Two of the most highly activated genes in BRG1 expressing SK-MEL5 cells were E-cadherin (CDH1) and catenin delta 2/neural plakophilin related armadillo protein (CTNND2) (Figure. 2A). E-cadherin is a calcium dependent transmembrane receptor that localizes to adherens junctions and mediates cell-cell adhesion. In many cancer types, loss of E-cadherin expression coincides with acquisition of an invasive phenotype and development of metastatic disease. In normal melanocytes, E-cadherin mediates melanocyte-keratinocyte interactions and loss of E-cadherin expression or a change in its cellular distribution is associated with early phases of melanoma. Furthermore, over-expression of E-cadherin in melanoma cells reduces melanoma invasiveness . Thus, expression of BRG1 in SK-MEL5 cells could potentially reduce melanoma invasiveness through up-regulation of E-cadherin. Interestingly, BRG1 also promoted expression of δ-catenin/neural plakophilin-related armadillo protein (CTNND2) (Figure. 2A), but had no effect on the expression of β-catenin or α-catenin (data not shown), two other members of armadillo/β-catenin superfamily of cell adhesion molecules. Increased expression of CTNND2 in prostate cancer has been associated with redistribution and loss of E-cadherin at the adherens junction .
We verified that reconstitution of BRG1 in SK-MEL5 cells resulted in increased E-cadherin and CTNND2 expression at the protein level (Figure. 3A). To determine the status of E-cadherin at the cell surface in control SK-MEL5 cells and SK-MEL5 cells expressing BRG1, we performed flow cytometry. We found that although total E-cadherin expression increased (Figure. 3A), the localization of E-cadherin to the cell surface was reduced in cells expressing BRG1 compared to control cells (Figure. 3B). Furthermore, immunofluorescence revealed that E-cadherin was mostly cytoplasmic in BRG1 expressing SK-MEL5 cells (Figure. 3C). Reduced localization of E-cadherin to the cell surface suggested that in SK-MEL5 cells, re-expression of BRG1 may further compromise E-cadherin function.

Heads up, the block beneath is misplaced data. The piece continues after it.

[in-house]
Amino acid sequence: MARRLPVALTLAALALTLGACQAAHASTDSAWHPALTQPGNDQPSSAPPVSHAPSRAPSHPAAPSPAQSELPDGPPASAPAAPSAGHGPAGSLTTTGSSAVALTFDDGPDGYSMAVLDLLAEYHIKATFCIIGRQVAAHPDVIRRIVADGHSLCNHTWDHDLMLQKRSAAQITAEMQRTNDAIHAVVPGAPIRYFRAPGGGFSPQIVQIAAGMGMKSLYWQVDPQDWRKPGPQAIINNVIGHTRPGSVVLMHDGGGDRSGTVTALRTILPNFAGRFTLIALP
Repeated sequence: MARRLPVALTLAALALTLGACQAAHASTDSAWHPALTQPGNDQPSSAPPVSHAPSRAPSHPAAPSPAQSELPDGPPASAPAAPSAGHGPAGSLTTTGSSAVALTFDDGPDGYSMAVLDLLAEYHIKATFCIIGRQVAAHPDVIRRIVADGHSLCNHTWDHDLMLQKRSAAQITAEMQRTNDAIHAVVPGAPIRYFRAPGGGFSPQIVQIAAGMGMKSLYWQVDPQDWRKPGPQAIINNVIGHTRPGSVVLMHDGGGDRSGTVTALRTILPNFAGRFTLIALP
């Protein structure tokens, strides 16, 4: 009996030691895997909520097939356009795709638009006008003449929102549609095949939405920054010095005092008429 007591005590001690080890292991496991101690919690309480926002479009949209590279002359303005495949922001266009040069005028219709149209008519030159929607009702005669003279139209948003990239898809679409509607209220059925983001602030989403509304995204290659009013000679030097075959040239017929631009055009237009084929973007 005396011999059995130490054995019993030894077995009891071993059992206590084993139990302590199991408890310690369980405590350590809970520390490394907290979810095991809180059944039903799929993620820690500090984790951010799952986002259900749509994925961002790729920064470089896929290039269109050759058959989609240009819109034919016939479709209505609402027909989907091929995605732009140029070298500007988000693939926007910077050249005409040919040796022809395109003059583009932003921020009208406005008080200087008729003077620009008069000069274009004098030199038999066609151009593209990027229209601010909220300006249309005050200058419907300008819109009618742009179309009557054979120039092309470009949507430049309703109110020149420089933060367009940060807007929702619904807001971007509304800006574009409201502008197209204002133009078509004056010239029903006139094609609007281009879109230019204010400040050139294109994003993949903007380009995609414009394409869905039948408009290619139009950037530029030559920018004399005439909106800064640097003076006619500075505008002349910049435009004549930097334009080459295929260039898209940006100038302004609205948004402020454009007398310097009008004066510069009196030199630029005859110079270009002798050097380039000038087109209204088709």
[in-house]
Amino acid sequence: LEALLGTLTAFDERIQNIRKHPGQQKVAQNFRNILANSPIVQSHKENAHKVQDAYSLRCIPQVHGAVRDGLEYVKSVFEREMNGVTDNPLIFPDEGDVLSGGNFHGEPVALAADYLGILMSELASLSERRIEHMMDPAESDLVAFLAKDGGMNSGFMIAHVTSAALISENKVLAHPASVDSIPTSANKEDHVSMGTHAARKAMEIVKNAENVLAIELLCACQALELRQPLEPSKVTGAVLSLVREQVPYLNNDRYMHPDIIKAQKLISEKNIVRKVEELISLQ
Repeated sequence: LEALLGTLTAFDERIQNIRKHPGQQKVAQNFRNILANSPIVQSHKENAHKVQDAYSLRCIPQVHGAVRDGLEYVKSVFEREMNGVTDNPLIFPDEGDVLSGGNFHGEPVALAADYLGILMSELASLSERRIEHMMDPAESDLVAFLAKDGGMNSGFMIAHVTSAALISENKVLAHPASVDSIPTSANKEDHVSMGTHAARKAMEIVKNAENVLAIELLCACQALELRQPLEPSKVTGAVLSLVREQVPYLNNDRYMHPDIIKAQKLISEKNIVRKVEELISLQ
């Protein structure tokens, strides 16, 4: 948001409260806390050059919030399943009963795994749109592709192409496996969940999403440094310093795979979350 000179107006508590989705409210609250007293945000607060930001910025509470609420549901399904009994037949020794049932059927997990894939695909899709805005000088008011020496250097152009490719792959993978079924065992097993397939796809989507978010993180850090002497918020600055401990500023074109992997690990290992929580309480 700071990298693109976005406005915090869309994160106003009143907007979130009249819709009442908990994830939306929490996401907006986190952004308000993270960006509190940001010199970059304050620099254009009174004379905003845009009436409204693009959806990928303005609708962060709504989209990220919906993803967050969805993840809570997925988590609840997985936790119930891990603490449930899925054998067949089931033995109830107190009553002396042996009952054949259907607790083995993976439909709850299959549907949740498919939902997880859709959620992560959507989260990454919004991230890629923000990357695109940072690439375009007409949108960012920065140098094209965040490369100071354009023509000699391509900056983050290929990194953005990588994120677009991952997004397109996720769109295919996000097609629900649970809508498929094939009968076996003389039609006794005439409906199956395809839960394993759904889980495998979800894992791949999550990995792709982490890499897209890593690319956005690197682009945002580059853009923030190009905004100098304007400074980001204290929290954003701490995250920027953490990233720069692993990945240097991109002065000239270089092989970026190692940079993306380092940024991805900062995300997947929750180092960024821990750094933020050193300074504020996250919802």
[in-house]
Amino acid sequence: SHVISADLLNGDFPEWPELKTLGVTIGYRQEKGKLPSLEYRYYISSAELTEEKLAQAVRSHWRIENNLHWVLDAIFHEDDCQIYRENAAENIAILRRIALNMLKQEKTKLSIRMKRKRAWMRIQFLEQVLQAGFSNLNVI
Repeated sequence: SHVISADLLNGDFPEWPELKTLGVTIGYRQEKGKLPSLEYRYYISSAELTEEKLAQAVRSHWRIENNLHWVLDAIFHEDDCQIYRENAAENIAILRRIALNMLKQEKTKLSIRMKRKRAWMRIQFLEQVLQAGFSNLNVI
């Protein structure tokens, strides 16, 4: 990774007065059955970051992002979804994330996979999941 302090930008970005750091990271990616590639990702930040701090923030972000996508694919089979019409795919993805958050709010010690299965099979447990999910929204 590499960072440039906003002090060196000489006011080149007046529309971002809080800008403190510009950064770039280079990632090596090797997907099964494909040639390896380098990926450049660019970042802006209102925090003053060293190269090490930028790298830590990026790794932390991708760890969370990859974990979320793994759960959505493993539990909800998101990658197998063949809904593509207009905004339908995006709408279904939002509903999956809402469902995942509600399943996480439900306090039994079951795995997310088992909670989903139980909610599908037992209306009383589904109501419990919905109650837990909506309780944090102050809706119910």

BRG1 alters melanoma adhesion to different ECM components
Re-expression of BRG1 in SK-MEL5 cells resulted in an altered pattern of integrin expression (Figures. 2A and 2C). Integrins are transmembrane glycoproteins that mediate specific interactions between cells and the ECM and regulate migration . Hetero-dimers composed of α and β subunits serve as receptors with specificity for different ligands. Integrin expression is a key determinant of a cell's ability to attach to different ECM components and to migrate on these substrates. Aberrant integrin expression has been associated with melanoma progression .